Challenger running for City Council for the first time

The candidate’s website | Facebook | Twitter | YouTube | LinkedIn


Background: Poker player and data scientist | Focuses: Environment; rent control, rent stabilization and a legal fund and housing assistance for tenants facing displacement; and free public transportation


Q&A

From A Better Cambridge, Sept. 19: What’s the No. 1 strategy or policy you want the next City Council to pursue on housing?

We need to abolish the role of the city manager and move to a direct mayor-council form of government that has the power to enact change. The mayor is democratically elected; the city manager is not. A lot of people mention reforming the process, but I see it as part of the problem.

From the Cambridge Nonprofit Coalition: How would you increase the diversity of voices on city projects and as members of Cambridge boards and committees?

Cambridge is not actively discouraging people from all walks of life from participating on boards or committees, but most people do not have the time, resources, energy or support to join in on these governing bodies. The best way to actually engage the public is widespread outreach programs – through the high school, youth activities, Cambridge Biking Safety and other subgroups that engage people who may not even know they could be a part of a local governing board. In other words, if you seek out people who wouldn’t normally join and ease the burden of entry, you will get a diversity of participants.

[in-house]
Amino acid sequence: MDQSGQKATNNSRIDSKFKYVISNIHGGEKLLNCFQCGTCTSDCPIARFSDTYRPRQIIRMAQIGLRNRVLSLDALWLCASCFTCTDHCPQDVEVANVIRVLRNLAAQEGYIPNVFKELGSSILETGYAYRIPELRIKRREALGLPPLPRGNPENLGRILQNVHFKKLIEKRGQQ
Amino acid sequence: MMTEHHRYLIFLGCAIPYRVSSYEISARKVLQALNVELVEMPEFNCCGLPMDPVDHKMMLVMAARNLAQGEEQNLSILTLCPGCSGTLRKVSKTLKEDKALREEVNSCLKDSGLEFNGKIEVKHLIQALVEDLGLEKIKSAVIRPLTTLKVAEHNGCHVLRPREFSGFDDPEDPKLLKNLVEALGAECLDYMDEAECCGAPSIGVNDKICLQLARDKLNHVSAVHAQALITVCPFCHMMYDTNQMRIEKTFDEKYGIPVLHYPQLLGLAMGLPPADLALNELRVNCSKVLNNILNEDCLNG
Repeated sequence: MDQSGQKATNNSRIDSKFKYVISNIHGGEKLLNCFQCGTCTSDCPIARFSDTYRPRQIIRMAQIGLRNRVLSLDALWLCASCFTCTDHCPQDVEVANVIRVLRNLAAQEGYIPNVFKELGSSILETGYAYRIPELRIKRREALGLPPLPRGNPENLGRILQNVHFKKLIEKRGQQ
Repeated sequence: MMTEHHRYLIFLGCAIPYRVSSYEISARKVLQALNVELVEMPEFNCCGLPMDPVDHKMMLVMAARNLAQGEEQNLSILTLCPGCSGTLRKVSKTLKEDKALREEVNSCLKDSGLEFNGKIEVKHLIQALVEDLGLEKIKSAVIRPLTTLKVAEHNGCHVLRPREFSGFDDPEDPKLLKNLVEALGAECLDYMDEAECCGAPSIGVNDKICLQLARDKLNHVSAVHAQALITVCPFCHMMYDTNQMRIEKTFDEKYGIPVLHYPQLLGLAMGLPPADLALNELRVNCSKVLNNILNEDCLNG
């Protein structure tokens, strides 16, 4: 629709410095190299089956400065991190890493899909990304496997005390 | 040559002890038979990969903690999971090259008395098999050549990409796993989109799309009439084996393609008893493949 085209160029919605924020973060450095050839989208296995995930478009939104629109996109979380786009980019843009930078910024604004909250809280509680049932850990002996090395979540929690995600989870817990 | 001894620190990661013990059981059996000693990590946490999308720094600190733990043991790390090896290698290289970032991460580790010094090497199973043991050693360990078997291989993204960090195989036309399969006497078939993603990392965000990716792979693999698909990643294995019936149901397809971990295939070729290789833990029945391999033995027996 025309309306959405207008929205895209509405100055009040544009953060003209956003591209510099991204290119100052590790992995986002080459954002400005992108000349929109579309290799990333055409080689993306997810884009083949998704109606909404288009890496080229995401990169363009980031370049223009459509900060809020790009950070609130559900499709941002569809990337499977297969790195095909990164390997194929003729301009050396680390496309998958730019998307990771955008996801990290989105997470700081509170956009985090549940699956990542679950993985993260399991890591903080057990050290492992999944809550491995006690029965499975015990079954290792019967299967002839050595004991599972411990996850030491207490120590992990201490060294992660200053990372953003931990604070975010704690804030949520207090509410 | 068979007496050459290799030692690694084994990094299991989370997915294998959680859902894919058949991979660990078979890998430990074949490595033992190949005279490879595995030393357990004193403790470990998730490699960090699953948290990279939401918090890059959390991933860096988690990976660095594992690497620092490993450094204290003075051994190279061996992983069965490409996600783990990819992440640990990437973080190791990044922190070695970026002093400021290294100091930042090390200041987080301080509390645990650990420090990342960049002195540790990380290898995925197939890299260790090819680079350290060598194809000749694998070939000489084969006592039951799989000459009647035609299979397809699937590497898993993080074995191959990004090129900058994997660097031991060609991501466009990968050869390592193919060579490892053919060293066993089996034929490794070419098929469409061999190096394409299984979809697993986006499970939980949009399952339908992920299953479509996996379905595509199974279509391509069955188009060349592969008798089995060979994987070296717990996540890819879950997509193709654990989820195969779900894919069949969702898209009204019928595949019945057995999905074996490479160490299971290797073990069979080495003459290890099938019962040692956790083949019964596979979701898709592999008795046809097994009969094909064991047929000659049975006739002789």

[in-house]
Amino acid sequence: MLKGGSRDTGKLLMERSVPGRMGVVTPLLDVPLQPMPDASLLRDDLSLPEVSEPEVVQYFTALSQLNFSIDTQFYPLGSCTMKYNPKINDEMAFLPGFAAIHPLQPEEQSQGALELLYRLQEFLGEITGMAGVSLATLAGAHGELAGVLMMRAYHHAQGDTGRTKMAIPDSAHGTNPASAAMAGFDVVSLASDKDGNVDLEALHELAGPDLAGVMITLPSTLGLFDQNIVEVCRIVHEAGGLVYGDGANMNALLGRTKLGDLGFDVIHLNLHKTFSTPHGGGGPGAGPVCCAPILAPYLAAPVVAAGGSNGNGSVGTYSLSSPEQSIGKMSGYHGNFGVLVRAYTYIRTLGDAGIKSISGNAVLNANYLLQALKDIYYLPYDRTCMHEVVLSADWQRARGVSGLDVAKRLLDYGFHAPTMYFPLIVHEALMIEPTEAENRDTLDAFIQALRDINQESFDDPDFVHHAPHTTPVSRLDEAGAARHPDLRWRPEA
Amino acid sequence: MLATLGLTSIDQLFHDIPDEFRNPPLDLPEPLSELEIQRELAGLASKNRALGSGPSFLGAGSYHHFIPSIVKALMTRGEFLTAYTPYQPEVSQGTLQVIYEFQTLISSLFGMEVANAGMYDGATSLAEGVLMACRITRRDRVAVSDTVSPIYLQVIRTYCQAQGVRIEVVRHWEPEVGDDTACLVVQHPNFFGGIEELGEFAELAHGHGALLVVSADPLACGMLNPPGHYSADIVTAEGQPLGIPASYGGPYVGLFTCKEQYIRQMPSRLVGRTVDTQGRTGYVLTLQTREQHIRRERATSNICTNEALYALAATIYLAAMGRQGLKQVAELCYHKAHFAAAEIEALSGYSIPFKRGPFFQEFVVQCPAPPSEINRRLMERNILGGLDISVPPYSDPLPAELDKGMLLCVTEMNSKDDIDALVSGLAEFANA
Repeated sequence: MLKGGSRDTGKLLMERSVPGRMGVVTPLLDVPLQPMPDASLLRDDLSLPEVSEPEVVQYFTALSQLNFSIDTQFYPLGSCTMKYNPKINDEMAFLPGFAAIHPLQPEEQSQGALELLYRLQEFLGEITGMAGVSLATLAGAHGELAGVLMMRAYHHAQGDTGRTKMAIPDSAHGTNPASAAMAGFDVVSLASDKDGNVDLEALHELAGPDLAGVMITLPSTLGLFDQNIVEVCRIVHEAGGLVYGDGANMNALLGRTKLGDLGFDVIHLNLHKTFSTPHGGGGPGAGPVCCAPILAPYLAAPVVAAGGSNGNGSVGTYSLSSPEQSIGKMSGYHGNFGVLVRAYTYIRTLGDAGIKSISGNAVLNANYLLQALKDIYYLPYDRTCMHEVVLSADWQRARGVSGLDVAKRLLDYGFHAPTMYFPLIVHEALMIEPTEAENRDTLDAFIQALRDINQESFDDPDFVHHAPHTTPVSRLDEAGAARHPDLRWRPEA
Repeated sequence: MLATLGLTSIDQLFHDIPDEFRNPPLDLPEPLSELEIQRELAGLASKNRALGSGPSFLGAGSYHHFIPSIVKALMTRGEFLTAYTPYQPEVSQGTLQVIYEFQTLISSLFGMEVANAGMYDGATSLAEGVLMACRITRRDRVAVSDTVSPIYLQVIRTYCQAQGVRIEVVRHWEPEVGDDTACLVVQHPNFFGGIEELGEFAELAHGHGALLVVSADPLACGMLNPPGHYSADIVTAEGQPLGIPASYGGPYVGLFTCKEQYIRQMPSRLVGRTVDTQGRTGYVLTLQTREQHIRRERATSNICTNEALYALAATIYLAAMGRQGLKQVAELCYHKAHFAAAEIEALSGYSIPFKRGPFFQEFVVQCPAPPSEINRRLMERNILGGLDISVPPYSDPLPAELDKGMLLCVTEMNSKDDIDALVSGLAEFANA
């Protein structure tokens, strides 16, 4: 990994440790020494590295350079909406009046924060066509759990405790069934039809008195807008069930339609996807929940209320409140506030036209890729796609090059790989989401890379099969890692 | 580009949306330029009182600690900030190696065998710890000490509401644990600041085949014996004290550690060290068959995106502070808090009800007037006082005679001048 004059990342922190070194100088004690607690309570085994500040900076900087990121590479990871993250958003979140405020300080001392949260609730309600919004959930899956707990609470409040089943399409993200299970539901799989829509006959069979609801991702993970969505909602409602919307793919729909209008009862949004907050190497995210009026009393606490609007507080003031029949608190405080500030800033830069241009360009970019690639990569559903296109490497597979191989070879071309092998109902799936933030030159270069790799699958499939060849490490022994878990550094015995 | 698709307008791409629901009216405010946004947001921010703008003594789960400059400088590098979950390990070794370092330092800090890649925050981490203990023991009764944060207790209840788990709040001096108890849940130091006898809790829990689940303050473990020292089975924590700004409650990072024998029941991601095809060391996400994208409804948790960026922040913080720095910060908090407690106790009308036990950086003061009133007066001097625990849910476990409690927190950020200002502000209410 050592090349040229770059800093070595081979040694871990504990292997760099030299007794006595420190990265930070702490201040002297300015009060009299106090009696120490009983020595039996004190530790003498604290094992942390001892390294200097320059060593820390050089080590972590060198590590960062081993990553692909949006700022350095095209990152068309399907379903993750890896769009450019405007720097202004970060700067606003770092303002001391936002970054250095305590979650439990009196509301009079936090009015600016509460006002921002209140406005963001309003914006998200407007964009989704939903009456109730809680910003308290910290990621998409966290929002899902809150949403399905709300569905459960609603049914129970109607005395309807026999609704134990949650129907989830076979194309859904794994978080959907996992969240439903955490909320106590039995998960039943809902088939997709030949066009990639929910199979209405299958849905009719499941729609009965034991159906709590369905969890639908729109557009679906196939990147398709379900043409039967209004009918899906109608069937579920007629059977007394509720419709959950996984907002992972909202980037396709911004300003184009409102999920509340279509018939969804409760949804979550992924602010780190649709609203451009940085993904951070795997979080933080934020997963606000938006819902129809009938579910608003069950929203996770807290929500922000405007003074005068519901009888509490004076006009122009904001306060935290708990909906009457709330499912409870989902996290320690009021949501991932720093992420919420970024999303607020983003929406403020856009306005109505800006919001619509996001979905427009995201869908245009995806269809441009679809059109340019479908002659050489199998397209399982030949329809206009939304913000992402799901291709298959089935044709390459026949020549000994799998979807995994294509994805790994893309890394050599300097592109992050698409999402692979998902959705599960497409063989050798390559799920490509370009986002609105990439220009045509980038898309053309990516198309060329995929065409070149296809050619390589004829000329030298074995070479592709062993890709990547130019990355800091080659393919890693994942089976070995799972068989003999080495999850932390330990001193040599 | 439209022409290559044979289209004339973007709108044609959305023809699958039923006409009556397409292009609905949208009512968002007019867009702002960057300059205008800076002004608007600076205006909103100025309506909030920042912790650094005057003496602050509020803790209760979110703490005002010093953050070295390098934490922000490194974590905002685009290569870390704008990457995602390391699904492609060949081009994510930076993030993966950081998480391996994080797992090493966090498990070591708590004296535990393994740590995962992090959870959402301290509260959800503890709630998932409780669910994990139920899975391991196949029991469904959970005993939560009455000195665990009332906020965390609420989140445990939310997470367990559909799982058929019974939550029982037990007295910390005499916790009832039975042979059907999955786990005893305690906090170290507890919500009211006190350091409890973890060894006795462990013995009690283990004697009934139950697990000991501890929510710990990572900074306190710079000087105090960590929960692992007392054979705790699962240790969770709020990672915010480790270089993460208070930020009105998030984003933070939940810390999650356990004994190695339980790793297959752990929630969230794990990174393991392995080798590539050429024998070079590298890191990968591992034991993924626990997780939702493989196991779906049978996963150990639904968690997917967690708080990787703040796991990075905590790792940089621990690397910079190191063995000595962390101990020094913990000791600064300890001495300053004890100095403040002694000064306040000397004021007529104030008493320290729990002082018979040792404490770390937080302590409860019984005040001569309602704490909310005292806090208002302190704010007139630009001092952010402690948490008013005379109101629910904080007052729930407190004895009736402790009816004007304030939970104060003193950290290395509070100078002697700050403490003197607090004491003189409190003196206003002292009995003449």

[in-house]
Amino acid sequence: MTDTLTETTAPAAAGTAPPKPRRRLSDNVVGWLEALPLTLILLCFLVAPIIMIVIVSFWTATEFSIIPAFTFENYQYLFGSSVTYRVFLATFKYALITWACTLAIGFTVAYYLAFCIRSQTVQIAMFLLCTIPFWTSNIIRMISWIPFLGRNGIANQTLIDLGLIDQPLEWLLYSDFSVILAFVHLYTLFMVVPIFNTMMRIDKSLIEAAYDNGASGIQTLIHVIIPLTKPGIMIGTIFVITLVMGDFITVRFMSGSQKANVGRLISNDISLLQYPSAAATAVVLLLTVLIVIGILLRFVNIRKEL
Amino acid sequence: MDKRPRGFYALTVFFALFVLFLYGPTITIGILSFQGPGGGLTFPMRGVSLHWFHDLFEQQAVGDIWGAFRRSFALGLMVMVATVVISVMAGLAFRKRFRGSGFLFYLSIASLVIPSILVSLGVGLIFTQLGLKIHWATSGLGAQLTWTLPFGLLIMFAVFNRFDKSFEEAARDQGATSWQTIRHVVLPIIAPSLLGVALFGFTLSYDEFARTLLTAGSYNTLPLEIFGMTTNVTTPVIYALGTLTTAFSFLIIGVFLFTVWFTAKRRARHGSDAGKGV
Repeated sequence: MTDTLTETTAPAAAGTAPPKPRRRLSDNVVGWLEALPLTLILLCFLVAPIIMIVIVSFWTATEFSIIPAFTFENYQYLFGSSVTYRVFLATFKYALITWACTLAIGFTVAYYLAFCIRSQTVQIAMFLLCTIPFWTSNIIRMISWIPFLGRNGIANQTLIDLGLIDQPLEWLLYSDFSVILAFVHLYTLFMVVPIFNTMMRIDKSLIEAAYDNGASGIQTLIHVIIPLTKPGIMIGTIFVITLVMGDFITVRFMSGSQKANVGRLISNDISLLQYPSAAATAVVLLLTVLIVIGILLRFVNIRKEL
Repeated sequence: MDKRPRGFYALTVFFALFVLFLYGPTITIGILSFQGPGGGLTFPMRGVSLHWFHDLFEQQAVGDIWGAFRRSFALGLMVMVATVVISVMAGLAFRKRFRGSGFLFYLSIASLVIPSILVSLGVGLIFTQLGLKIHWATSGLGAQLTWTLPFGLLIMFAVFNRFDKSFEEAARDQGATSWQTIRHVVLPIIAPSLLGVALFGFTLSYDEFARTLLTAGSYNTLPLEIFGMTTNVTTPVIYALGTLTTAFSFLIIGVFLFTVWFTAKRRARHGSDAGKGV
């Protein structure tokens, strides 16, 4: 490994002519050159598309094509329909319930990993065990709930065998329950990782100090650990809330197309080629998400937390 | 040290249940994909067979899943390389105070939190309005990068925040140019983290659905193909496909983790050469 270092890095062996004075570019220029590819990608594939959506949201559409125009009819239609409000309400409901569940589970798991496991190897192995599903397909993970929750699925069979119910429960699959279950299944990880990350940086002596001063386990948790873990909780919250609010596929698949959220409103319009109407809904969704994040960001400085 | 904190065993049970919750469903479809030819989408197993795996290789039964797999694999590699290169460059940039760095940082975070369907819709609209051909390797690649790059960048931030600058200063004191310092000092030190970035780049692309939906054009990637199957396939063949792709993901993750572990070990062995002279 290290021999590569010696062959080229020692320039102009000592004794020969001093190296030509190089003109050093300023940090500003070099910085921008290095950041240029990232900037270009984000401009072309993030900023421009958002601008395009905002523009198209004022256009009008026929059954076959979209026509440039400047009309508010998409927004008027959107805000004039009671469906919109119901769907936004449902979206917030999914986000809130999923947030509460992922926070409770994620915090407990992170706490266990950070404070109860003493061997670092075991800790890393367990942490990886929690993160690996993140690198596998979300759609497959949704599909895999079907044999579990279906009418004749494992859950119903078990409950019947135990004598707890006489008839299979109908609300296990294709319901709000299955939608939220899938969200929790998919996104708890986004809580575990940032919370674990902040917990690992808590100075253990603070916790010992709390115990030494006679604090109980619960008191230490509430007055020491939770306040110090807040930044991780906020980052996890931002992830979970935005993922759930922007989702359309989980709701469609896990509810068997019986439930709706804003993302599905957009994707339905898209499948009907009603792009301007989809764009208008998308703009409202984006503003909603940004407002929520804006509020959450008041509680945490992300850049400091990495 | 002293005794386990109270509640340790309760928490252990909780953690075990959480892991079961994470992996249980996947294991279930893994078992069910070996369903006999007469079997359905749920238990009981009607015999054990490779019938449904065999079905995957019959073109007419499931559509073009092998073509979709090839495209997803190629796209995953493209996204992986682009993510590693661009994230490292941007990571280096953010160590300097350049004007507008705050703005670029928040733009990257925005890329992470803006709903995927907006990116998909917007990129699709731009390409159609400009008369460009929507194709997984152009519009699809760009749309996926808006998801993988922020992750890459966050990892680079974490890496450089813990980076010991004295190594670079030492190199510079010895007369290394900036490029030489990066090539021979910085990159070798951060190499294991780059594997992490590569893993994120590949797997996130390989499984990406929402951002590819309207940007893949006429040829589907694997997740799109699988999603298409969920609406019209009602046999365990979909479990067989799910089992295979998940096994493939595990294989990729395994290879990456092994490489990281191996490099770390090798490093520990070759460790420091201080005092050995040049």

From the Cambridge Citizens Coalition, Sept 26: Cambridge is about to hire a city manager. Describe your ideal city manager for this time and their qualities.

Me. I’d make the best city manager. But I’ll settle for being a city councillor.